Is an Underlying Health Condition Affecting Your Fertility?
A recent study from Stanford found evidence that male fertility issues can potentially be caused by underlying health conditions. This finding led researchers to speculate that if an underlying health condition is effectively treated, the fertility issue might be resolved as well.
For example, if a man has high blood pressure and it is decreased to a healthly level, will he and his partner be more likely to conceive naturally?
In this Stanford study, 9,000 men (ages 30-50) with fertility issues such as low sperm count, poor sperm quality and motility were found to be at increased risk of serious health conditions. These men had a greater risk for heart issues, skin disorders, vascular problems, and endocrine (gland) disorders.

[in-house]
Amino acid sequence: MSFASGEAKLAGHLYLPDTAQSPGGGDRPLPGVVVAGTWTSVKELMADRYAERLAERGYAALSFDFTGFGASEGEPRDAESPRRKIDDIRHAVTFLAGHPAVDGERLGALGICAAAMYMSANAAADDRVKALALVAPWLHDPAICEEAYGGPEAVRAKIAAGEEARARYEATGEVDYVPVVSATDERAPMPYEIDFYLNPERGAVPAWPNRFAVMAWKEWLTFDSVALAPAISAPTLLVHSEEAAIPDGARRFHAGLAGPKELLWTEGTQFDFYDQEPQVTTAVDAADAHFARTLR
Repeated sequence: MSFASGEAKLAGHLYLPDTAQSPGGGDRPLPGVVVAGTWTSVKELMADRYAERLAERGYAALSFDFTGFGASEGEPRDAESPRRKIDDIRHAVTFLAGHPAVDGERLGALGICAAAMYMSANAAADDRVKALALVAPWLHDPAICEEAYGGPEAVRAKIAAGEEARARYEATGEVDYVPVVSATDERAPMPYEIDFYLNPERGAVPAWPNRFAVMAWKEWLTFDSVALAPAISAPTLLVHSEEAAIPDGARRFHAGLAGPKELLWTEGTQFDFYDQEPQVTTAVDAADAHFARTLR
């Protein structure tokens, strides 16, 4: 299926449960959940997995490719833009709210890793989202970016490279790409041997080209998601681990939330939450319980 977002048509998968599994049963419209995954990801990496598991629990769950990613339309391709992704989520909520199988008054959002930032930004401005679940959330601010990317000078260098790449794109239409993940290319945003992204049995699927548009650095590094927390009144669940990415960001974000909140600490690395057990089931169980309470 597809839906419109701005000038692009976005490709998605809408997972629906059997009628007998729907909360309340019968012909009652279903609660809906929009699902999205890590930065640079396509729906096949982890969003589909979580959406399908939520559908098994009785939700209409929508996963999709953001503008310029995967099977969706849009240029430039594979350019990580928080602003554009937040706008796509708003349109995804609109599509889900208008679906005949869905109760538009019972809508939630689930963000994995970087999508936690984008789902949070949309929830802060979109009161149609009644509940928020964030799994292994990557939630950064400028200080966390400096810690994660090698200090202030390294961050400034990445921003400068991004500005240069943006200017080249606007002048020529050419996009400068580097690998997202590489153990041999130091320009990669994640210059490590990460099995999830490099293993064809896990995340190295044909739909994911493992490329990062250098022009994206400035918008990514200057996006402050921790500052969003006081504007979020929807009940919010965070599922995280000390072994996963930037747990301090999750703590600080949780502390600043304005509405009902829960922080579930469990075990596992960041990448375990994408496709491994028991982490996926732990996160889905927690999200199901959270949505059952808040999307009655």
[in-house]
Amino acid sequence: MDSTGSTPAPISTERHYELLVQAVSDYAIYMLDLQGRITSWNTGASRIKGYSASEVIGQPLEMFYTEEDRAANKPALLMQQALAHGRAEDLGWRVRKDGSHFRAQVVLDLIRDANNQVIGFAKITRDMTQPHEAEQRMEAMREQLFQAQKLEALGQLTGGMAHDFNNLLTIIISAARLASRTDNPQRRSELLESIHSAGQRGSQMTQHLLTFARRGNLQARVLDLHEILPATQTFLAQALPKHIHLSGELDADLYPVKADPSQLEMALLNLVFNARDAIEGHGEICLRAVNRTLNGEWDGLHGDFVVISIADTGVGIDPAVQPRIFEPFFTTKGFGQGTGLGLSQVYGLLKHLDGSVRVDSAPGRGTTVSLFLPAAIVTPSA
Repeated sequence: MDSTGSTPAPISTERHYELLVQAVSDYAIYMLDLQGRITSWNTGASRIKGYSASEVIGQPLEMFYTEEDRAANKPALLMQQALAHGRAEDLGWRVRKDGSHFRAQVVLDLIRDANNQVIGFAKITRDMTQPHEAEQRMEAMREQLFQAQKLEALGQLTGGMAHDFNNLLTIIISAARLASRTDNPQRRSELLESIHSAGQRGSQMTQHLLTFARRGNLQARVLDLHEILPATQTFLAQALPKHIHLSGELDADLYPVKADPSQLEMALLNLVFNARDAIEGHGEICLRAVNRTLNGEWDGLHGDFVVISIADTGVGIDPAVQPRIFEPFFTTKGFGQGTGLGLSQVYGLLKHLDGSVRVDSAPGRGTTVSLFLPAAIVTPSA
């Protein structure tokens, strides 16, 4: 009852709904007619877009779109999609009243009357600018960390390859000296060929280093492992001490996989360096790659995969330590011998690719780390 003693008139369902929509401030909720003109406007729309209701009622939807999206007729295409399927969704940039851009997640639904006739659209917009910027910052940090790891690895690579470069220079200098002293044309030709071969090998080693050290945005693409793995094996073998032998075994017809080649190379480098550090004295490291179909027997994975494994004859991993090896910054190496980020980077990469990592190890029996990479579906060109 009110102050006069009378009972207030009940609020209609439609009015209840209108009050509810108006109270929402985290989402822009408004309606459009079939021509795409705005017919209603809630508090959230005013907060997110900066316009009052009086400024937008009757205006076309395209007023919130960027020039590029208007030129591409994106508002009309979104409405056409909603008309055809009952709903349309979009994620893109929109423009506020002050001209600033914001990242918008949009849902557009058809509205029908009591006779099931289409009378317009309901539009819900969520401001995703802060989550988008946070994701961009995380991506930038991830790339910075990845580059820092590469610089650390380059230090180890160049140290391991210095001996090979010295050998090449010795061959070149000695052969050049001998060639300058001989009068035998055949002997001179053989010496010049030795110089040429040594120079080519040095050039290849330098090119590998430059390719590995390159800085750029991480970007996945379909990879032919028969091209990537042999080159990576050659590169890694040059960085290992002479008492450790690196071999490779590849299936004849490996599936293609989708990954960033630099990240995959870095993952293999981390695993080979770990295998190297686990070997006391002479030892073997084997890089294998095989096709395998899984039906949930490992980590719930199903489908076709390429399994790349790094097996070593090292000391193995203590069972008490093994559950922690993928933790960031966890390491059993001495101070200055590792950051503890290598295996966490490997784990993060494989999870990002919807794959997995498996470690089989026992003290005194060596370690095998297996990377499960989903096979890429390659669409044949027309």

Researchers believe this connection may provide hope to those who have struggled to conceive on their own without assistance from a fertility specialist, but their findings also raise concerns for general male health.
A man's fertility is directly related to his overall health. Doctors have long advised men who are struggling with fertility issues to review their current lifestyle choices, especially during their first appointment with a fertility specialist. Fertility specialists will ask: Are you exercising? How is your weight? How much alcohol do you consume? Do you smoke? How are your stress levels? Do you have diabetes? The answers to these questions are all important factors when assessing a man's fertility.
Although the Stanford study is potentially encouraging, research on the subject is still relatively new and burgeoning. Some health issues that may affect fertility can be resolved by adjusting your lifestyle to be healthier, but other, more serious issues will take time and care to treat.